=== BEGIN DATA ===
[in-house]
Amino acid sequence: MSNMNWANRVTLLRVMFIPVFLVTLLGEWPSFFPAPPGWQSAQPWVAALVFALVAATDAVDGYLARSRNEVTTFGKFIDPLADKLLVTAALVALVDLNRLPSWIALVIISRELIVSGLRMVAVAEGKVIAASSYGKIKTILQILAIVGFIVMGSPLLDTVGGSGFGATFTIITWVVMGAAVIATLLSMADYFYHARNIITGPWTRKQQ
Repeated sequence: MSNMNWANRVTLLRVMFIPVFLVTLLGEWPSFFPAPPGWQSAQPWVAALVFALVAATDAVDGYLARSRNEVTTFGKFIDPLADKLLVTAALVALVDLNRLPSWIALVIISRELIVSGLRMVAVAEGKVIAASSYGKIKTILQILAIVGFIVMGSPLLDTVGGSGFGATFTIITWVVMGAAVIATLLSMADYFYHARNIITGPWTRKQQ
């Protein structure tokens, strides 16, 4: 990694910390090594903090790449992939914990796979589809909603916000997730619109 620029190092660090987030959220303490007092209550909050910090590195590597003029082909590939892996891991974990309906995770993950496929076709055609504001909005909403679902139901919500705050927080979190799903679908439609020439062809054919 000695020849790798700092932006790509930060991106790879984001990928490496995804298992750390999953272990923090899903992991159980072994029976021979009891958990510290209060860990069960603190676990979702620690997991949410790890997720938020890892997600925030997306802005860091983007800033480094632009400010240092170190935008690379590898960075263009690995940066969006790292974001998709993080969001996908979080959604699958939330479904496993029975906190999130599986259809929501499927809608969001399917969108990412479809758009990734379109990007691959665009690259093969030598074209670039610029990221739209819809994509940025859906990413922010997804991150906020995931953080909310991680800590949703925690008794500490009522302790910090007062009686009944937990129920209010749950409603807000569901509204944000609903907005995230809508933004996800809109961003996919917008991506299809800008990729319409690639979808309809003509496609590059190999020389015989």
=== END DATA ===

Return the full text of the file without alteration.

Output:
[in-house]
Amino acid sequence: MSNMNWANRVTLLRVMFIPVFLVTLLGEWPSFFPAPPGWQSAQPWVAALVFALVAATDAVDGYLARSRNEVTTFGKFIDPLADKLLVTAALVALVDLNRLPSWIALVIISRELIVSGLRMVAVAEGKVIAASSYGKIKTILQILAIVGFIVMGSPLLDTVGGSGFGATFTIITWVVMGAAVIATLLSMADYFYHARNIITGPWTRKQQ
Repeated sequence: MSNMNWANRVTLLRVMFIPVFLVTLLGEWPSFFPAPPGWQSAQPWVAALVFALVAATDAVDGYLARSRNEVTTFGKFIDPLADKLLVTAALVALVDLNRLPSWIALVIISRELIVSGLRMVAVAEGKVIAASSYGKIKTILQILAIVGFIVMGSPLLDTVGGSGFGATFTIITWVVMGAAVIATLLSMADYFYHARNIITGPWTRKQQ
């Protein structure tokens, strides 16, 4: 990694910390090594903090790449992939914990796979589809909603916000997730619109 620029190092660090987030959220303490007092209550909050910090590195590597003029082909590939892996891991974990309906995770993950496929076709055609504001909005909403679902139901919500705050927080979190799903679908439609020439062809054919 000695020849790798700092932006790509930060991106790879984001990928490496995804298992750390999953272990923090899903992991159980072994029976021979009891958990510290209060860990069960603190676990979702620690997991949410790890997720938020890892997600925030997306802005860091983007800033480094632009400010240092170190935008690379590898960075263009690995940066969006790292974001998709993080969001996908979080959604699958939330479904496993029975906190999130599986259809929501499927809608969001399917969108990412479809758009990734379109990007691959665009690259093969030598074209670039610029990221739209819809994509940025859906990413922010997804991150906020995931953080909310991680800590949703925690008794500490009522302790910090007062009686009944937990129920209010749950409603807000569901509204944000609903907005995230809508933004996800809109961003996919917008991506299809800008990729319409690639979808309809003509496609590059190999020389015989």